Veteran southpaw Billy Wagner posted a superb 1.43 ERA and 0.87 WHIP over 71 appearances for the Braves last season, saving 37 games and striking out 104 batters in 69.1 innings. He was ridiculously good, but he wanted to go out on top and called it quits as soon as the year was over.
Most teams would struggle with that kind of loss, but the Braves are rolling right along.
David O’Brien of the Atlanta Journal-Constitution spoke this week with 22-year-old Craig Kimbrel, who is expected to battle 25-year-old Jonny Venters for the Braves’ ninth inning gig this spring. (For what it’s worth, O’Brien thinks Kimbrel is going to win it.)
“I’m ready to get things rolling,” Kimbrel said during Braves pitching camp at Turner Field on Tuesday. “It’s going to be a fun year. I’m just going to come in, get ready to pitch on the mound. Whatever role it’s in, I’ll be ready for it.”
Kimbrel, a righty, struck out 40 batters in just 20.2 innings last season during a short but impressive debut for the Braves. Venters, a lefty, also finished with great numbers — like a 1.95 ERA and 93/39 K/BB ratio.
Relievers are generally overrated, or at least over-discussed. After all, it’s hard to have much of an impact on a 162-game schedule when your contribution spans something like 50-60 innings. But the Braves are undoubtedly loving the fact that they have two cost-effective fireballers around to handle tight situations.
Yu Darvish will be limited to 85-90 pitches when he makes his 2016 debut for the Rangers against the Pirates on Saturday, MLB.com’s T.R. Sullivan reports. Darvish hasn’t pitched since August 9, 2014 after undergoing Tommy John surgery.
Pitching coach Doug Brocail said, “That would be a good pitch count. It all depends on how he looks during the game and how many pitches he has. We’re not going to have him go out there and throw 150 pitches. Hopefully he gets out there and uses his fastball to get early outs and uses his pitches wisely and keeps us in the game.”
Darvish has made five minor league rehab appearances beginning on May 1. Over three starts with Double-A Frisco and two with Triple-A Round Rock, the right-hander yielded four runs (two earned) on nine hits and six walks with 21 strikeouts in 20 innings.
Tigers closer Francisco Rodriguez protected the Tigers’ lead in the ninth inning for what turned out to be a 3-1 victory. In doing so, he notched his league-leading 14th save of the season and the 400th save of his 15-year career. Rodriguez gave up a leadoff double to Freddy Galvis followed by a Maikel Franco single. However, he was able to retire Tommy Joseph on a sacrifice fly, Ryan Howard on a 4-3 ground out, and Carlos Ruiz on a strikeout to end the game.
Rodriguez is the sixth member of the 400-save club, joining Mariano Rivera (652), Trevor Hoffman (601), Lee Smith (478), John Franco (424), and Billy Wagner (422).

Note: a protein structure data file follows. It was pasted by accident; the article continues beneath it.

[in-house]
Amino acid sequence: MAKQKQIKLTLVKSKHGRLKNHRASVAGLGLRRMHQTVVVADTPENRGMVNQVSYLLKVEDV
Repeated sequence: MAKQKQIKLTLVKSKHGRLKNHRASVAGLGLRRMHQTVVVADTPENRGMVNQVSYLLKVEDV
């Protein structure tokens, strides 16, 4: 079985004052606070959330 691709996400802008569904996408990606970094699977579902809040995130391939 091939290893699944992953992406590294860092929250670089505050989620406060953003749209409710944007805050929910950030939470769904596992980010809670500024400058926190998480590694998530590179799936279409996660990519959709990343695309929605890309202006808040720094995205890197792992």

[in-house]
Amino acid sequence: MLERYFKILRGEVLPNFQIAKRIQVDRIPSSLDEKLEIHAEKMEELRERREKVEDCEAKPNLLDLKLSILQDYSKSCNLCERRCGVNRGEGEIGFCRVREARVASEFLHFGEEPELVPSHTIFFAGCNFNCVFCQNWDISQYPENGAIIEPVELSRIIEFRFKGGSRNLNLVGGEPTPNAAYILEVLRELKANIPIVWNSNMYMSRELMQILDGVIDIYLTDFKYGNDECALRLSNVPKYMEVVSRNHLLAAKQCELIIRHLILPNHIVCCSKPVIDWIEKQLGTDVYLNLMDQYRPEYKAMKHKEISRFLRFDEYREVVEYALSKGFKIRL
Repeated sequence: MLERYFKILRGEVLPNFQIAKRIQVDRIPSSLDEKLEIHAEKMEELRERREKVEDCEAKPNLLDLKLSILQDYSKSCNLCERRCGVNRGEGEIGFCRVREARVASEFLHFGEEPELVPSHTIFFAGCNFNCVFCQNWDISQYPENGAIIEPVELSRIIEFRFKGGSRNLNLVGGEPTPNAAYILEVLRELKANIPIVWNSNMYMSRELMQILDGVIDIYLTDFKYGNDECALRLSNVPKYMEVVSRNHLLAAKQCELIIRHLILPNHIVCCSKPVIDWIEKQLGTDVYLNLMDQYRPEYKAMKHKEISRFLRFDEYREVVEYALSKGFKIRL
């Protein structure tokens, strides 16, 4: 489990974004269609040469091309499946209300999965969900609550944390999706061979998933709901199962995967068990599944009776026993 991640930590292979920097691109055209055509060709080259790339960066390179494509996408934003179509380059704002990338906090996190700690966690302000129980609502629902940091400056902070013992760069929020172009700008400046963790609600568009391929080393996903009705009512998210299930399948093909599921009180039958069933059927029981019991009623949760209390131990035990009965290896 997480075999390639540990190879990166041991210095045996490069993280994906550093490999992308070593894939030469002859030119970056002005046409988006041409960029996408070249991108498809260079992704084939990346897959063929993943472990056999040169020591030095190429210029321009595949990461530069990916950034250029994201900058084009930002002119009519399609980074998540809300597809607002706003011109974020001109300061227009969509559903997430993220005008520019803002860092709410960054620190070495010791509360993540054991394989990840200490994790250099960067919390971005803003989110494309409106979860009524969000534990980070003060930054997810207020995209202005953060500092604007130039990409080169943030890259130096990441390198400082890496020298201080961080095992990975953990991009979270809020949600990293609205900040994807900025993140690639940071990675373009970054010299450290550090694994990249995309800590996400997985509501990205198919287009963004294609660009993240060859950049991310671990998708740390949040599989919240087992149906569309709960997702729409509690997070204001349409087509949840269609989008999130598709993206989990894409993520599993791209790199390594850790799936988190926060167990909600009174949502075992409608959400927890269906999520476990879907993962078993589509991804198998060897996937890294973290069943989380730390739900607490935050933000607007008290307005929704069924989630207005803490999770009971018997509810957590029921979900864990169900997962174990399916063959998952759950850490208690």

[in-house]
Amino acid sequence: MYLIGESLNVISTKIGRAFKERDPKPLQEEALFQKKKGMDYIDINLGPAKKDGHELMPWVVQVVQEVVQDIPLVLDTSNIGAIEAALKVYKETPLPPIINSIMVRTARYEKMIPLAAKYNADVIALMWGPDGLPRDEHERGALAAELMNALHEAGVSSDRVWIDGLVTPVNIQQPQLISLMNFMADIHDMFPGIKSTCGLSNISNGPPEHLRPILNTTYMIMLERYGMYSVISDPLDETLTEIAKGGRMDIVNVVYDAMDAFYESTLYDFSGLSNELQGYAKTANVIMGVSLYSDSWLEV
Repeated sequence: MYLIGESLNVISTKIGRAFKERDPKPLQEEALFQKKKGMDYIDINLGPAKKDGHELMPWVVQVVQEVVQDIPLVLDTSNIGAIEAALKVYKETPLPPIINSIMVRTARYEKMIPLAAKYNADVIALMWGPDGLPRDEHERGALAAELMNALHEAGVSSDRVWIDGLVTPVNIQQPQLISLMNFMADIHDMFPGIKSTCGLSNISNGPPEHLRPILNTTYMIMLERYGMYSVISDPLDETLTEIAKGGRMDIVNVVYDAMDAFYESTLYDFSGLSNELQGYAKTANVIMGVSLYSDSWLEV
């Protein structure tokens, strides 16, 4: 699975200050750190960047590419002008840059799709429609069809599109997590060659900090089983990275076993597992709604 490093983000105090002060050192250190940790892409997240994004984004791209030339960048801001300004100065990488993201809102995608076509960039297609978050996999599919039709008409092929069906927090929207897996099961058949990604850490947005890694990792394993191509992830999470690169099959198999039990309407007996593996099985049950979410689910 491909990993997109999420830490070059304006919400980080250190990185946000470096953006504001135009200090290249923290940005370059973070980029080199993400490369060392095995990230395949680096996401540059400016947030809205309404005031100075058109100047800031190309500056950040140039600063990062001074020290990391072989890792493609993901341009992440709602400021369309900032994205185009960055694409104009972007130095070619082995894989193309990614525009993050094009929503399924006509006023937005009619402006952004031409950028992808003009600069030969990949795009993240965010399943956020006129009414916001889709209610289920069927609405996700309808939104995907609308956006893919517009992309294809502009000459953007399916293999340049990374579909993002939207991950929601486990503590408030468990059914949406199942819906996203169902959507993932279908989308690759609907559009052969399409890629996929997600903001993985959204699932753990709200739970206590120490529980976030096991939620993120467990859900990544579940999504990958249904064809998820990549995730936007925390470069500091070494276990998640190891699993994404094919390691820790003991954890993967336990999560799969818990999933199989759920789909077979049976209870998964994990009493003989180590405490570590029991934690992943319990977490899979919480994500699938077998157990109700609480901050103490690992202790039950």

Rodriguez blew a save opportunity on Opening Day, but has gone 14-for-14 since. He carries a 3.57 ERA and a 16/6 K/BB ratio in 17 2/3 innings on the year.
Former major leaguer Jose Canseco will be a guest at the Frisco Rough Riders game against the Springfield Cardinals on June 4. After the game, he’ll participate in a Home Run Derby Challenge in which he takes on local challengers and attempts to break his own world record for the longest softball home run at 622 feet.
Here’s the link to the Roughl Riders schedule, which offers details on the event.
For those who might not know, the Rough Riders are the Rangers’ Double-A affiliate. Springfield is the Cardinals’ Double-A affiliate.
The Mets considered skipping Matt Harvey‘s start against the Nationals on Tuesday, but the right-hander said he wanted to make the start, so the club relented. Harvey has struggled mightily this season, entering the start with a 5.77 ERA and a 43/15 K/BB ratio in 48 1/3 innings.
Harvey was slammed for nine runs (six earned) in 2 2/3 innings in his most recent start against the Nationals last Thursday. He failed to finish the sixth inning in six of nine starts.
Things didn’t get any better for Harvey against the Nationals on Tuesday. He yielded five runs on eight hits — including three home runs — with two walks and a strikeout in five innings. Ryan Zimmerman, Anthony Rendon, and former teammate Daniel Murphy each clubbed homers against him. Meanwhile, Stephen Strasburg continued to dominate.
One wonders, if there isn’t anything physically wrong with Harvey — and there’s reason to suspect there might be, particularly due to a decline across the board in velocity — the Mets might just put him on the disabled list to give him a couple of weeks to clear his head. Harvey was booed by the home crowd last week, and failing to live up to expectations in New York can put a lot of pressure on a person.